Simeon De Witt
by Ezra Ames
|Died||December 3, 1834 (aged 77)|
|Alma mater||Queens College|
Simeon De Witt (December 25, 1756 - December 3, 1834) was Geographer and Surveyor General of the Continental Army during the American Revolution and Surveyor General of the State of New York for the fifty years from 1784 until his death.
De Witt was born in Ulster County, New York, one of fourteen children of physician Dr. Andries De Witt and Jannetje Vernooy De Witt, both of Dutch ancestry. He was the only graduate in the class of 1776 at Queens College – now Rutgers College of Rutgers University – in New Brunswick, New Jersey. After the capture of New Brunswick by the British during the war, De Witt fled to New York City where he joined the Revolutionary Army.
In June 1778, having been trained as a surveyor by James Clinton, the husband of De Witt's Aunt Mary, De Witt was appointed as assistant to the Geographer and Surveyor of the Army, Colonel Robert Erskine, and contributed to a number of historically significant maps. After Erskine's death in 1780, De Witt was appointed to his post.
DeWitt was appointed New York State Surveyor General in 1784, New York being one of the few states which had such an office. De Witt died 50 years later still holding that position, having been re-appointed and re-elected several times. Although he was a first cousin of DeWitt Clinton – the most powerful politician in the state, and both the Mayor of New York City and a State Senator – and was a Democratic-Republican, De Witt was never removed from office. Both Federalists and Bucktails recognized his outstanding qualification for the office.
In 1796, George Washington favored De Witt to become the Surveyor General of the United States, but De Witt turned down the nomination. Washington wrote to Thomas Jefferson about De Witt "I can assure you, he is extremely modest, sensible, sober, discreet, and deserving of favors. He is esteemed a very good mathematician," but despite this praise, none of De Witt's various proposals gained traction during Jefferson's presidency, and De Witt had nothing to do with the Land Ordinance of 1785, despite what some sources claim.
De Witt was appointed in 1807 by the state legislature, at the request of the New York City Common Council, to a three-man commission which was to determine how the city's future streets would be laid out. Frustrated by opposition from landowners, who wanted to determine for themselves where streets would go as they developed their properties, and interference from various political factions, the Council had called on the state for assistance. The Commission was given "exclusive power to lay out streets, roads, and public squares, of such width, extent, and direction, as to them shall seem most conducive to public good, and to shut up, or direct to be shut up, any streets or parts thereof which have been heretofore laid out... [but] not accepted by the Common Council." The commissioners were authorized to be paid $4 a day for their work (equivalent to $68 in 2018) – although De Witt was the only one who was actually compensated; the other two commissioners, Gouvernor Morris and John Rutherfurd, were rich men and waived their fees. De Witt, however, also wanted additional compensation for the days he spent traveling from his home in Albany to New York City, and for Sundays he was required, because of Commission business, to stay in the city; he was reluctantly given travel payment, but was refused additional payment for his Sundays in New York City.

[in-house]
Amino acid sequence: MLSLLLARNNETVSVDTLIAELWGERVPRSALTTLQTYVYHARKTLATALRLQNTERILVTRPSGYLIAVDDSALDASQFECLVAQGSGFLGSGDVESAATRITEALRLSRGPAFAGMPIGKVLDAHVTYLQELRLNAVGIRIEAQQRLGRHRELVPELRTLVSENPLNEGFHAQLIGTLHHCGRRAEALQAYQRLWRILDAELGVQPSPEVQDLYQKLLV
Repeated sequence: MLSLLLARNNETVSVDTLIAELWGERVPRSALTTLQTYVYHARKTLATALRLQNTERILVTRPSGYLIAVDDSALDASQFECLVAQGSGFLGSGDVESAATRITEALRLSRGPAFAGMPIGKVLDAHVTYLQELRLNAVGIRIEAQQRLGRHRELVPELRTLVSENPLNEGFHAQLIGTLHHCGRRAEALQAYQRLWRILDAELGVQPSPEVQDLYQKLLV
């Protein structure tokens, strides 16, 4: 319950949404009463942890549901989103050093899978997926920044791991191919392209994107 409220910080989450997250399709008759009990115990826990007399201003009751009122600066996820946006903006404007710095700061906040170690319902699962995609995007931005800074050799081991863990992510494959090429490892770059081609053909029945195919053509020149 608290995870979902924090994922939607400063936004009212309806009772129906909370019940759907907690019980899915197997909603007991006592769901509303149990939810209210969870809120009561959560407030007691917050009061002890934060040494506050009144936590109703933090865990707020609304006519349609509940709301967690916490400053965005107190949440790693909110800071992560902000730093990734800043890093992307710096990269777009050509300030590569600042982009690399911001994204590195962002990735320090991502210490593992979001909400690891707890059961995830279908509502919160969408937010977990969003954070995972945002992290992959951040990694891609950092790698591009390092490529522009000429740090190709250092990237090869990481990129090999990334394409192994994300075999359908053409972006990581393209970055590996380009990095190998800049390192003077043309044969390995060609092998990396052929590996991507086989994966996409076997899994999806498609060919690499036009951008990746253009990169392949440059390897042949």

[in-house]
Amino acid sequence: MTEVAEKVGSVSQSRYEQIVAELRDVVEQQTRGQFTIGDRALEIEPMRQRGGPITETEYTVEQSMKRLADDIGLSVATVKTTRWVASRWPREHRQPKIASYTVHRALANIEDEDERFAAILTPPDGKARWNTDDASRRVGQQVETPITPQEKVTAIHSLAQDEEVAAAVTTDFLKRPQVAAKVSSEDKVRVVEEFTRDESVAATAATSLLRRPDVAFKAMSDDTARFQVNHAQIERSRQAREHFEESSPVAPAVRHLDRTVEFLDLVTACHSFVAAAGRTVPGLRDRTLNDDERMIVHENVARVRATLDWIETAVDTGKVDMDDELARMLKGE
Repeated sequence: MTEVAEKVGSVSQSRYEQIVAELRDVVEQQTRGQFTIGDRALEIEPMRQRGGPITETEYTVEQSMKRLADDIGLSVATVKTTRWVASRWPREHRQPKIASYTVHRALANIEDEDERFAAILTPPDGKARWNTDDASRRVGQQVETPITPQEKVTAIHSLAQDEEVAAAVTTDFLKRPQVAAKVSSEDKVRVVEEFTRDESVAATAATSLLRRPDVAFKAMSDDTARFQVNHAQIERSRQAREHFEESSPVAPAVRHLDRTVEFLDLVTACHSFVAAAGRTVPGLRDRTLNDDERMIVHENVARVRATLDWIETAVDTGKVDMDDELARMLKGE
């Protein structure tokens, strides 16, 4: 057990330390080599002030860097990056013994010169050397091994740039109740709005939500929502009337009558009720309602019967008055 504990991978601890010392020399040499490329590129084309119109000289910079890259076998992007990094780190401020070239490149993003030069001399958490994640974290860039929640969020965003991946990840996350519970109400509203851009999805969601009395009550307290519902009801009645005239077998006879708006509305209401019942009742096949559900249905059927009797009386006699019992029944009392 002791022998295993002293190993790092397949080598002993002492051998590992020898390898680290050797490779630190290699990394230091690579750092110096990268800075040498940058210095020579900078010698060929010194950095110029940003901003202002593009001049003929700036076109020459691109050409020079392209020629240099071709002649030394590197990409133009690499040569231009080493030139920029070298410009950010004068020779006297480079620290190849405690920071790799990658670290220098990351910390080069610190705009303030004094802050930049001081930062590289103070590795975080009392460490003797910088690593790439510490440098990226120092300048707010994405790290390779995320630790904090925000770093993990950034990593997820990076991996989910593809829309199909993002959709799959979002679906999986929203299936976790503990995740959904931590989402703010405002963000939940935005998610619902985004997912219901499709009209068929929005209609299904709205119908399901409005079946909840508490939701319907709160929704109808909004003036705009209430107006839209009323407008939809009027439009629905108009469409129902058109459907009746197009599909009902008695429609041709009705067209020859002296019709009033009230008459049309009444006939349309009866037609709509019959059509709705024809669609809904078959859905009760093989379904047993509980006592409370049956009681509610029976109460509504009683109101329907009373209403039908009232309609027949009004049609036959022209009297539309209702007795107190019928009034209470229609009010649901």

The result of the work of the commission was the Commissioners' Plan of 1811, which laid out Manhattan's streets above 14th Street – and to a certain extent between 14th and Houston Streets – in a regular rectilinear gridiron pattern, which has garnered both praise and intense criticism ever since it was presented to the public.
Ironically, considering the massive effect on Manhattan of the Commissioners' Plan, De Witt himself did not much like New York City. He never took up residence there, and seems to have held his time there to a minimum.
In addition to his work on New York City, De Witt laid out rectilinear street grids in Albany, New York;Ithaca, New York, of which he is considered one of the founders; and on a number of other developments of state-owned land.